Beastie Boys

"Ill Communication" Turns 20, How "Sabotage" Changed Hip Hop

posted May 23, 2014 07:00:00 AM CDT | 7 comments

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As the Beastie Boys' "Ill Communication" turns 20, Alex Tirpack provides a closer look at how "Sabotage" redefined Hip Hop.

This month is bittersweet for the Beastie Boys and their fans. On May 4th, we had the sad two-year anniversary of Adam “MCA” Yauch’s death, a result of his battle with cancer. But reflecting on his passing also allows us to reminisce about the mark on music history he and fellow Beastie Boys Adam “Adrock” Horowitz and Michael “Mike D” Diamond left for us. And so, just a few weeks after the anniversary of Yauch’s untimely departure, we celebrate the 20-year anniversary of the Beastie Boys’ iconic album, Ill Communication.

The fourth full-length released by the Beasties is arguably when they managed to master the fusion of Punk Rock, Metal, and Hip Hop, culminating in a record that furthered the respect deserved of hard-working musicians, and gave listeners a chance to smile at the humor and discuss some of the more thought-provoking political undertones of the Beasties' lyrics. The album was a monster as far as content — with 20 tracks on the original release, including instrumentals, hard-hitting bangers heavy on the Punk Rock, Hip Hop raps which proved, as EW’s David Browne put it in his original review of the album, “These white boys can sing the blues,” and a myriad of frenzied, super-charged songs that further stretched the definition of what constitutes a Hip Hop artist and album.

Ill Communication held a slew of fan favorites and chart-toppers, as well as input from celebrity contemporaries like Q-Tip and Biz Markie, and featured album booklet artwork by psychedelic artist Alex Grey. Perhaps the most notable track on the album is “Sabotage,” a song that hits the right note on pretty much everything the Beasties were trying to accomplish at the time. Loud guitars and megaphone vocals? Check. Scratch beats and looming bass runs? Absolutely. Grown up subject matter delivered with lyrical proficiency? Definitely. A cinematic and hilarious music video? You bet your ass.

At a time when music videos were still a major force behind generating momentum for an album, the Beastie Boys put out one of the year's best. If you were alive in the '90s and lucid enough to watch television, you likely can still vividly recall the video. The Spike Jonze directed force of cinematic nature showcased the Beastie's humor, and perfectly fit the song's riotous sound. Taking the form of the opening theme for a '70s-era police show, the video stars MCA, Mike D, Adrock, and DJ Hurricane in various costumes (all with mustaches only cops in the '70s would don) participating in car and on-foot chases, kicking down doors, jumping over ledges, beating up on handcuffed criminals, and plenty of donuts in both the dough and automobile varieties. Nominated in five different categories at the year's VMAs and eventually awarded a coveted "Moonman" in 2009 for “Videos That Should Have Won a Moonman,” the video's greatness was praised by nearly everyone in the music world. Hell, even fictional culture-commenters Beavis and Butthead liked it, and you know you've got a winner when those two decide a video “kicks ass” rather than “sucks.”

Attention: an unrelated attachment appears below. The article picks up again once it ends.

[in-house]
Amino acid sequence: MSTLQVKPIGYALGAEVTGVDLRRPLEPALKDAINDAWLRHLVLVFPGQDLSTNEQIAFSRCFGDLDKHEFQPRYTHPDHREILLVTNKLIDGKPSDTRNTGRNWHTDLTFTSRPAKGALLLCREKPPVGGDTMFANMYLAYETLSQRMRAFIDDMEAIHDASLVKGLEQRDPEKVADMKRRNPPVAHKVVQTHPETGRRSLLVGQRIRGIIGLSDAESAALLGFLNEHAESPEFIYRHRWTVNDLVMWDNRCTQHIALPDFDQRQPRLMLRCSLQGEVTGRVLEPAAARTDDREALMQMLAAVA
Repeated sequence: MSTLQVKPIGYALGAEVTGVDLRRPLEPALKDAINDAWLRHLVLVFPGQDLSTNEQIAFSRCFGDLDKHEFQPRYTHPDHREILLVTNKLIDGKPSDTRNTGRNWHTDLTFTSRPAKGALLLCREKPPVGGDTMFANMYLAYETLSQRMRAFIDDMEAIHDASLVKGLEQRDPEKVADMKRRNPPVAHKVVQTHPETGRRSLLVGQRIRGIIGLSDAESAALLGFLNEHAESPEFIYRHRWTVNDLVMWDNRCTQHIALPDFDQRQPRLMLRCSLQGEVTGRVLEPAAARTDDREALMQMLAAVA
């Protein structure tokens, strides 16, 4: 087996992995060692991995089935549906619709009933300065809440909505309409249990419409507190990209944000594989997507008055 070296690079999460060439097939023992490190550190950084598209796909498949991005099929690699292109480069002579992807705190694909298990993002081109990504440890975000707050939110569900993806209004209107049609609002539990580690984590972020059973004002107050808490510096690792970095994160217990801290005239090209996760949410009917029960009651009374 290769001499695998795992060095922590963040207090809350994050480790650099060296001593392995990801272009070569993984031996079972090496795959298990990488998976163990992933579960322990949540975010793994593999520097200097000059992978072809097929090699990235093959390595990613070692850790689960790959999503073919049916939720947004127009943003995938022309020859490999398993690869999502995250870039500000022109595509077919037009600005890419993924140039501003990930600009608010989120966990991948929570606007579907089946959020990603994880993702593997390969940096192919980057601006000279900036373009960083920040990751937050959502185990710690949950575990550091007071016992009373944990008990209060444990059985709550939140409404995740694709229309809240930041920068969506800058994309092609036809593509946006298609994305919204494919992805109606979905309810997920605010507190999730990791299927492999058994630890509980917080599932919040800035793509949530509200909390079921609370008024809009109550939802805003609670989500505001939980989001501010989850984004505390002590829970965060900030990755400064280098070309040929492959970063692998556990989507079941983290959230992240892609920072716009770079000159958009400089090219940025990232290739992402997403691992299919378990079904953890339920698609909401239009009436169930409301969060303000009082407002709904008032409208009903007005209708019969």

But beyond the video, “Sabotage” was the quintessential track on an album largely felt to be the Beastie Boys' breakthrough. Name-checking Watergate and focused on paranoia and political sketchiness, the lyrical content is of a more grown-up variety than what was generally previously offered from the Beastie Boys' earlier records, and adds to the musical hybrid of Punk and Hip Hop. In its delivery, the screaming vocals and crunchy distortion complement a scratch beat rather than take away from it, again adding to their mastery of the “rap core” genre.

And of course, we would be remiss if we were to leave out the largest benefit of flipping genres on their metaphorical heads — the massive reach allowed by successfully fusing multiple types of music together. Fans of Punk, Metal, and Rap all enjoyed “Sabotage” because of the elements of each genre it contained, and while this gave the Beastie Boys a massive fan base, it also undoubtedly expanded the musical horizons of many — Punk fans were able to give Hip Hop a chance and Hip Hop fans were able to do the same with Punk. For that, “Sabotage,” Ill Communication, and most importantly the Beastie Boys themselves, will forever be known as a pioneers. And in celebrating the life and work of Yauch and his cohorts, we ask, what better musical legacy is there to have?

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